34 Judges J. 1 (1995)

handle is hein.journals/judgej34 and id is 1 raw text is: The Legal Services Corporation
Must Be Saved
By Francis J. Larkin

Our ideal of America is a nation in which justice is
done. The existence of injustice, especially if it derives
from poverty in this most favored of nations, erodes our
ideal of America, especially the concept of Equal
Justice for all out citizens.
This aspiration0 this pursuit of the ideal-was elo-
quently given voice by Justice Lewis F. Powell Jr.,
when h e was president of the American Bar
Association:
Equal justice under law is not merely a caption on
the facade of the Supreme Court building. It is
perhaps the most inspiring ideal of our society. It
is one of the ends for which our entire legal sys-
tem exists . . . . It is fundamental that justice
should be the same, in substance and availability,
without regard to economic status.
These aspirations and sentiments have long animated
the impulse behind the Legal Services Corporation,
which is now under attack in the Congress. From the
beginning, Legal Services has been a driving force to
realize this nation's ideal of equal justice under law. In
the recent words of ABA President George Bushnell:
They've been a friend to those without powerful
friends; and they have given another chance to those
who believed they were out of chances.
The history of Legal Services is instructive. Thirty
years ago, federally funded legal aid for the poor began
as an adjunct of the -War on Poverty. Under President
Johnson's administration, money was provided for
lawyers to represent the needy in their battles with land-
lords, farm corporations, county voting registrars, and
state regulators.
The Legal Services Corporation, a non-profit entity,
was first proposed by President Richard Nixon and
established by an Act of Congress in 1974. In proposing
the establishment of LSC, Ptesident Nixon stated that
his objective was to take the politics out of legal ser-
vices for the poor and to give it a stable, ongoing, and
efficient structure. With characteristic political pre-
science, he stated: 'Legal Services is concerned with
social issues and is thus subject to unusually strong
political pressures. . . . [IIf we are to preserve the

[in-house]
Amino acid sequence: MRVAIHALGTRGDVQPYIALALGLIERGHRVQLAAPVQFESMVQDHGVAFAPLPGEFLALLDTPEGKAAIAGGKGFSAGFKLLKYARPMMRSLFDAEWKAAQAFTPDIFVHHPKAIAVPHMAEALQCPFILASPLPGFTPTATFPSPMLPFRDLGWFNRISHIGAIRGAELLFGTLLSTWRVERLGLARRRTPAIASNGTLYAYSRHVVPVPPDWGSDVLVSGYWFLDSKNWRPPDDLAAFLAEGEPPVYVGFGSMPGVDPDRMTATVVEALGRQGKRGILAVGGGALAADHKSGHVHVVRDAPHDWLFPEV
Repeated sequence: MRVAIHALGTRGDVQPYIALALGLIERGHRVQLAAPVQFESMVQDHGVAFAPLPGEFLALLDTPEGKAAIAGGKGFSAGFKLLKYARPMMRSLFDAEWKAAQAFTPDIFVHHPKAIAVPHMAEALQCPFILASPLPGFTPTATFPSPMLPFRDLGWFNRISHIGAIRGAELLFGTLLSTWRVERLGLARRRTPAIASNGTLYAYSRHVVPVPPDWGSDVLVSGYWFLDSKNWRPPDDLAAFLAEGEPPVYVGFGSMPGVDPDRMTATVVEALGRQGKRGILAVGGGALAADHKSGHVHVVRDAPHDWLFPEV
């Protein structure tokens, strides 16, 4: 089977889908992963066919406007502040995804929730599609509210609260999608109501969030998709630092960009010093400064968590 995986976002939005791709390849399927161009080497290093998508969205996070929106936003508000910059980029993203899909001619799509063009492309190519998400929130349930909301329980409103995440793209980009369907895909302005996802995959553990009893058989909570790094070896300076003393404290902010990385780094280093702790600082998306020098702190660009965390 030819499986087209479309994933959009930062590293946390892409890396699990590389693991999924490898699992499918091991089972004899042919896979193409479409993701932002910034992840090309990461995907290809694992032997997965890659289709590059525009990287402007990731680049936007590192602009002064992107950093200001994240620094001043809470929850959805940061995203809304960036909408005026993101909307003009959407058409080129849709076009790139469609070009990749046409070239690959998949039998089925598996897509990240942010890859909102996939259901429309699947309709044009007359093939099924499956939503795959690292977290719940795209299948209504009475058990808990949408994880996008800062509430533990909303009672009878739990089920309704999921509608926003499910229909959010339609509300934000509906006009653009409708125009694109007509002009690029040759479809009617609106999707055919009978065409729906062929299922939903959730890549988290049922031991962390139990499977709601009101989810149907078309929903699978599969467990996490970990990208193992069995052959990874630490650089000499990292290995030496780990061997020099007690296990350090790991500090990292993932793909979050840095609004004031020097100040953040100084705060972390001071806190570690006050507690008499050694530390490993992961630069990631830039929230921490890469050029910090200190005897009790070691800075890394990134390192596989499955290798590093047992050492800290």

strength of the program, we must make it immune to
political pressure and make it a permanent part of our
justice system.
In the intervening years, the lawyers of the Legal
Services Corporation have, written a proud chapter in
the long and patient cointment America has made in
its struggle for justice. Their story has been one of

progress, challenges met, and challenges overcome. But
the struggle for equal justice is far from over and great
challenges yet remain.
Suddenly, ominously, a new one has emerged. The
war on poverty has turned into a war against those in
poverty, says Alexander D, Forger, president of the
Legal Services Corporation. Today, there are bills in
Congress that would either abolish civil legal aid to the
poor Outright or indirectly would reduce dramatically its
effectiveness by relegating funding to block grants
made directly to states, where historically receptivity to
vigorous legal services efforts has been conspicuously
chilly.
What is the purpose of, or at least the effect of, these
efforts? Can anyone doubt that it is to stren-then the
hand of the financially advantaged, the powerful, and to
reduce further the modest help this country gives to the
poor and the weak?
The Editorial Board of The Judge' J0ournal Views
these challenges to the continued existence of Legal
Services as both ill-conceived and subversive of the
American system of justice. We join with the American
Bar Association, the Conference of Chief Justices, and
many other groups to support the continued funding of
the Legal Services Corporation. In the strongest of
terms, we oppose measures to abolish or distort its pur-
pose. We believe deeply that LSC promotes the princi-
ples of fair play and equality before the law upon which
this county was founded.
Our collective experience as judges and lawyers-at
all levels of the court system, state and federal-has
convinced us that the present system works well and has
provided vital access to justice for millions who uight
otherwise be denied their day in court. Collectively and
individually, we believe LSC ultimately helps to
empower people which, in turn, enhances respect for
our system of justice. In this editorial, we set forth some
of our reasons for this stand and attempt to deal with
some of the criticism ofthe present system.
A million and a halft people each year come to local
legal services offices to seek help with legal problems
that often involve critical survival issues. They come
nith faiily law problems such as child support, cus-
tody, domestic violence, and divorce issues; they come
with housing problems, such as landlord-tenant disputes
and evictions; and they come to get legal help to obtain
government benefits, such as food stamps, Aid to
Families With Dependent Children, and Supplemental
Security Income.

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